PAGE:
Alleged Intel Arc Alchemist Laptop GPUs Detailed In Mobile Specs Roundup
If Intel's statements at CES 2022 are anything to go by, we're probably going to see its Arc Alchemist discrete GPUs appearing in laptops before we'll see them in desktop form. That date could be as soon as next week, in fact, but it also could be later; we don't actually know.
If you're hungry for info on the final configurations of Intel's first discrete GPUs in two decades, well, we've already reported on the rumored specifications several times before. Now it seems that we have probable confirmation of some those specs in what appears to be a very legitimate-looking Intel slide from known leaker HXL (known as @9550Pro on Twitter).
The slide, reproduced above, appears to lay out the memory configuration of all of the laptop forms of "DG2," otherwise known as Arc Alchemist. Nothing here is a particular surprise, aside from perhaps that the lowest-end Arc Alchemist part will be even slower than Navi 24. Those two bottom-end parts, SKU4 and SKU5, are likely based on a smaller die than the higher-end parts, which are expected to use a form, either full or cut-down, of the larger DG2-512 die.
Olrak, another familiar name in the hardware rumors circuit, took this latest information and made the chart below. Click it if you can't read it. This chart compiles essentially all of what we know (or thinks we know) about Intel's DG2 "Alchemist" GPU products. Again, there's really not a lot of new information here, but it's nice to see it all in a neat format like this.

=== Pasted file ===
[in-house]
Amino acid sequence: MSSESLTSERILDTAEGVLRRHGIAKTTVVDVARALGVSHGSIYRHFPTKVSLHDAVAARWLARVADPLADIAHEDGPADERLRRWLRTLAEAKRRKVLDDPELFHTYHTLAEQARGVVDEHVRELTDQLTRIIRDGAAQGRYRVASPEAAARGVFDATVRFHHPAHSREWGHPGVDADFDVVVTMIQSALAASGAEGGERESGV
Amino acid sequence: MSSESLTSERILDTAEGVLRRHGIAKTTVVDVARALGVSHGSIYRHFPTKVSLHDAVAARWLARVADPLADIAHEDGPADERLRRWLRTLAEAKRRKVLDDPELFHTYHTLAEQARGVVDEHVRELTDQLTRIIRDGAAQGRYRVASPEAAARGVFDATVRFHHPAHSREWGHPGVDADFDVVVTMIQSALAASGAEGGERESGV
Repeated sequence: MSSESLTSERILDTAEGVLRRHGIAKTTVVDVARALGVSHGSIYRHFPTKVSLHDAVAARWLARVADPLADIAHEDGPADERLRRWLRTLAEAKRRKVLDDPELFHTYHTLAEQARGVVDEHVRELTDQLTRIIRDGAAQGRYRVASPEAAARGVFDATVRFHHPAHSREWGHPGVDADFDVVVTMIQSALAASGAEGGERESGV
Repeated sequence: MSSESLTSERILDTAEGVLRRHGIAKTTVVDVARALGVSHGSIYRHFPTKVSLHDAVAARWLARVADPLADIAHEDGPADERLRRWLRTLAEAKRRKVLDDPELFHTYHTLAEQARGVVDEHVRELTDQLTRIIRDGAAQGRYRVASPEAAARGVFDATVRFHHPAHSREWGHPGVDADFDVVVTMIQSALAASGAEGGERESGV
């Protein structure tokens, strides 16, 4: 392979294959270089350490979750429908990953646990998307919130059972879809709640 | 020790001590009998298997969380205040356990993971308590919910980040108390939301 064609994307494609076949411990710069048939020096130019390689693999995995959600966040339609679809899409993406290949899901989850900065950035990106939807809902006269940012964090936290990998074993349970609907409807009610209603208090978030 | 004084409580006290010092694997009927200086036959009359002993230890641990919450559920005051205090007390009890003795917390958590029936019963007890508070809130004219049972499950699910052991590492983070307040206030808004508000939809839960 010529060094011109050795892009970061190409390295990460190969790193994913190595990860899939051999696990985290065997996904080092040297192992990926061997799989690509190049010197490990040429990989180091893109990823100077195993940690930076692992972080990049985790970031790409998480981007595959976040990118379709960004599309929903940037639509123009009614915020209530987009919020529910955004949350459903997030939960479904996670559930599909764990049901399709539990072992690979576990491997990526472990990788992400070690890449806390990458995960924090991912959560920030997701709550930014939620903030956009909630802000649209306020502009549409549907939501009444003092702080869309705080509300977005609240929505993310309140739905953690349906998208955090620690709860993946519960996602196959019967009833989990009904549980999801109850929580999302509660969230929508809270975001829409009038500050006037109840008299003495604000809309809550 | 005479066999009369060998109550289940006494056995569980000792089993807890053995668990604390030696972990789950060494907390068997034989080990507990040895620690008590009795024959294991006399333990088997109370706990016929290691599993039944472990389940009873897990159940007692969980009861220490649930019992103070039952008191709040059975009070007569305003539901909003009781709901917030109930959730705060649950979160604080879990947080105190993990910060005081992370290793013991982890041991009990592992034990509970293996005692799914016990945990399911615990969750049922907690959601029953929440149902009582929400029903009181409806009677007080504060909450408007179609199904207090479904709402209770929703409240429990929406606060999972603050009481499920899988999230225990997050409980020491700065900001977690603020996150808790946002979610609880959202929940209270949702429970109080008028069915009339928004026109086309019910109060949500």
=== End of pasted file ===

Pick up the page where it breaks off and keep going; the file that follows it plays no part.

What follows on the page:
In theory, this makes it easy to draw comparisons against competitors' hardware, but there's still a couple of really big unknowns. The first and perhaps most important are the kinds of clock rates that these chips can maintain under load. We've seen a few results, and a few rumors, putting these chips around 2 GHz, but those were in desktop form. It's difficult to guess what kind of performance we'll see in a laptop.
The other factor that remains to be confirmed is Intel's driver quality. We've already seen encouraging progress on this front with Intel's drivers for its integrated solutions, but supporting a powerful and power-thirsty discrete GPU like the DG2 SKU1 is a whole different ball game. It will be fascinating to see how these cards perform once we get one in-hand, and you'll know as soon as we do.